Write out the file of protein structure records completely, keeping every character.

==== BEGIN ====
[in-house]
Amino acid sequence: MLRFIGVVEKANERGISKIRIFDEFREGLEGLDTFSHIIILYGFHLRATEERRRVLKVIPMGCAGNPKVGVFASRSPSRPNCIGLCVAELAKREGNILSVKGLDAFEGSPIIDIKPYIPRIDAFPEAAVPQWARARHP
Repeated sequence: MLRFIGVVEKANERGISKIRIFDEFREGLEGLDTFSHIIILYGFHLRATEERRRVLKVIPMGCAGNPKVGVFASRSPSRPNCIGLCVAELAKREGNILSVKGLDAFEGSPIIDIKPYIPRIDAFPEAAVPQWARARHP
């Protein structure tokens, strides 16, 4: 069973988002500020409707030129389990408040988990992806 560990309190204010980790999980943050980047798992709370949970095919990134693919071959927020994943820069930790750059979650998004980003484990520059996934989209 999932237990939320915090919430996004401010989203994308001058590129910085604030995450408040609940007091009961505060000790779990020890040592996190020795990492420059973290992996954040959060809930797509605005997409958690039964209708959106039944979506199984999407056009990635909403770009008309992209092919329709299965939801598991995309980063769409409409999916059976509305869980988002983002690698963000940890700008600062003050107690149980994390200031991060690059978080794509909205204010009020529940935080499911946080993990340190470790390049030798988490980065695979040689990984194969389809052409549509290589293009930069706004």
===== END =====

[in-house]
Amino acid sequence: MLRFIGVVEKANERGISKIRIFDEFREGLEGLDTFSHIIILYGFHLRATEERRRVLKVIPMGCAGNPKVGVFASRSPSRPNCIGLCVAELAKREGNILSVKGLDAFEGSPIIDIKPYIPRIDAFPEAAVPQWARARHP
Repeated sequence: MLRFIGVVEKANERGISKIRIFDEFREGLEGLDTFSHIIILYGFHLRATEERRRVLKVIPMGCAGNPKVGVFASRSPSRPNCIGLCVAELAKREGNILSVKGLDAFEGSPIIDIKPYIPRIDAFPEAAVPQWARARHP
């Protein structure tokens, strides 16, 4: 069973988002500020409707030129389990408040988990992806 560990309190204010980790999980943050980047798992709370949970095919990134693919071959927020994943820069930790750059979650998004980003484990520059996934989209 999932237990939320915090919430996004401010989203994308001058590129910085604030995450408040609940007091009961505060000790779990020890040592996190020795990492420059973290992996954040959060809930797509605005997409958690039964209708959106039944979506199984999407056009990635909403770009008309992209092919329709299965939801598991995309980063769409409409999916059976509305869980988002983002690698963000940890700008600062003050107690149980994390200031991060690059978080794509909205204010009020529940935080499911946080993990340190470790390049030798988490980065695979040689990984194969389809052409549509290589293009930069706004």